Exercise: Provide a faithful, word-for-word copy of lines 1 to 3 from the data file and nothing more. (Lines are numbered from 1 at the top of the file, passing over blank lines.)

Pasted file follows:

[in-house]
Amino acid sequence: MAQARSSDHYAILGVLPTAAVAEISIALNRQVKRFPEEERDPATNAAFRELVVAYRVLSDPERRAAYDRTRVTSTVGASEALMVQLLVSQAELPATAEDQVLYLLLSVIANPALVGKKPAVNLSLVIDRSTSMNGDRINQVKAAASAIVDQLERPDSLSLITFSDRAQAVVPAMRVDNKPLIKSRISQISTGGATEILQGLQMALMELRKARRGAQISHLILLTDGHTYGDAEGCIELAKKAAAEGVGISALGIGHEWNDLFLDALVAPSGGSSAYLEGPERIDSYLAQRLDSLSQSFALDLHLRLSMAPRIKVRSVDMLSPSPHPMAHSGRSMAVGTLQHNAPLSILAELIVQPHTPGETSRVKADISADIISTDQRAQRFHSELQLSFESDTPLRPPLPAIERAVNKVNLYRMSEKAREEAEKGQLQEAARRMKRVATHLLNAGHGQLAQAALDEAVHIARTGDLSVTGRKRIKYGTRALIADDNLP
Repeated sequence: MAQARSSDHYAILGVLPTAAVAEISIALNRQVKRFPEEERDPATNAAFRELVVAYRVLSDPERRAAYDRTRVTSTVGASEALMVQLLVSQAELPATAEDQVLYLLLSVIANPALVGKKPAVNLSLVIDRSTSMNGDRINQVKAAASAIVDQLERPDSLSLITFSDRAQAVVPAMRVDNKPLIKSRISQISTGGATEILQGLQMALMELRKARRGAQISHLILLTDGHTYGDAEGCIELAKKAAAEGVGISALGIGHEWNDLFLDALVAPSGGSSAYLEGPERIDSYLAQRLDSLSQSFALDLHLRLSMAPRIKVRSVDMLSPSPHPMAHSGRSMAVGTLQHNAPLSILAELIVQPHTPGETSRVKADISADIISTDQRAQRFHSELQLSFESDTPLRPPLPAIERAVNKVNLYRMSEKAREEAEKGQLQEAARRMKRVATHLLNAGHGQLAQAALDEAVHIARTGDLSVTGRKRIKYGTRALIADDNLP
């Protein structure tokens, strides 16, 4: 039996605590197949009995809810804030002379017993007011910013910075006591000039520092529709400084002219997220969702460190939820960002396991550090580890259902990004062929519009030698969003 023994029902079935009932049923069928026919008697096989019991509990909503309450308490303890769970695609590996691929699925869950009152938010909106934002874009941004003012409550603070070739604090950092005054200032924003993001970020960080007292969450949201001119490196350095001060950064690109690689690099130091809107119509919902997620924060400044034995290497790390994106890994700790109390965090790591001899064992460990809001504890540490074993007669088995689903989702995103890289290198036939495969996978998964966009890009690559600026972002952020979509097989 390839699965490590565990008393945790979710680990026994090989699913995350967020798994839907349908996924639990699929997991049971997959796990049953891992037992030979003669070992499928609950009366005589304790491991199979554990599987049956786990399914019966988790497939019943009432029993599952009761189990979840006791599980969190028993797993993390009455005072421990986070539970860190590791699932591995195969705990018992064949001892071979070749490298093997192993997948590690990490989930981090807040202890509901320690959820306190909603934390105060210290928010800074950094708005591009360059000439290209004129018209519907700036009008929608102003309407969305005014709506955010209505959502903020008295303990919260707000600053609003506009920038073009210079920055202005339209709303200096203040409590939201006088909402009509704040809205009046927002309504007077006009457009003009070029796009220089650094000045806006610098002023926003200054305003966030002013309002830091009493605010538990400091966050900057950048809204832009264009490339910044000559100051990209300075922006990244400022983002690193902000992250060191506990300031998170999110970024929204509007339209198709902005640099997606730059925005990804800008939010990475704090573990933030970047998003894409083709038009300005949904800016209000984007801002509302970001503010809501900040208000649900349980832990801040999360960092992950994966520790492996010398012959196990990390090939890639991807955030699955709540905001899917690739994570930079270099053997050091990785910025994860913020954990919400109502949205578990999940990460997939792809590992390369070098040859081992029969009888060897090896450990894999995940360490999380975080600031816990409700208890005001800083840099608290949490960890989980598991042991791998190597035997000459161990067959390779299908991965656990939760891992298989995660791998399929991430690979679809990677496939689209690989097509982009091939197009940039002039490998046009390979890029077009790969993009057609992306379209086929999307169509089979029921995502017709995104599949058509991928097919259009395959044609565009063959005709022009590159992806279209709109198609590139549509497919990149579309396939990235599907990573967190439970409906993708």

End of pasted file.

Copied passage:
[in-house]
Amino acid sequence: MAQARSSDHYAILGVLPTAAVAEISIALNRQVKRFPEEERDPATNAAFRELVVAYRVLSDPERRAAYDRTRVTSTVGASEALMVQLLVSQAELPATAEDQVLYLLLSVIANPALVGKKPAVNLSLVIDRSTSMNGDRINQVKAAASAIVDQLERPDSLSLITFSDRAQAVVPAMRVDNKPLIKSRISQISTGGATEILQGLQMALMELRKARRGAQISHLILLTDGHTYGDAEGCIELAKKAAAEGVGISALGIGHEWNDLFLDALVAPSGGSSAYLEGPERIDSYLAQRLDSLSQSFALDLHLRLSMAPRIKVRSVDMLSPSPHPMAHSGRSMAVGTLQHNAPLSILAELIVQPHTPGETSRVKADISADIISTDQRAQRFHSELQLSFESDTPLRPPLPAIERAVNKVNLYRMSEKAREEAEKGQLQEAARRMKRVATHLLNAGHGQLAQAALDEAVHIARTGDLSVTGRKRIKYGTRALIADDNLP
Repeated sequence: MAQARSSDHYAILGVLPTAAVAEISIALNRQVKRFPEEERDPATNAAFRELVVAYRVLSDPERRAAYDRTRVTSTVGASEALMVQLLVSQAELPATAEDQVLYLLLSVIANPALVGKKPAVNLSLVIDRSTSMNGDRINQVKAAASAIVDQLERPDSLSLITFSDRAQAVVPAMRVDNKPLIKSRISQISTGGATEILQGLQMALMELRKARRGAQISHLILLTDGHTYGDAEGCIELAKKAAAEGVGISALGIGHEWNDLFLDALVAPSGGSSAYLEGPERIDSYLAQRLDSLSQSFALDLHLRLSMAPRIKVRSVDMLSPSPHPMAHSGRSMAVGTLQHNAPLSILAELIVQPHTPGETSRVKADISADIISTDQRAQRFHSELQLSFESDTPLRPPLPAIERAVNKVNLYRMSEKAREEAEKGQLQEAARRMKRVATHLLNAGHGQLAQAALDEAVHIARTGDLSVTGRKRIKYGTRALIADDNLP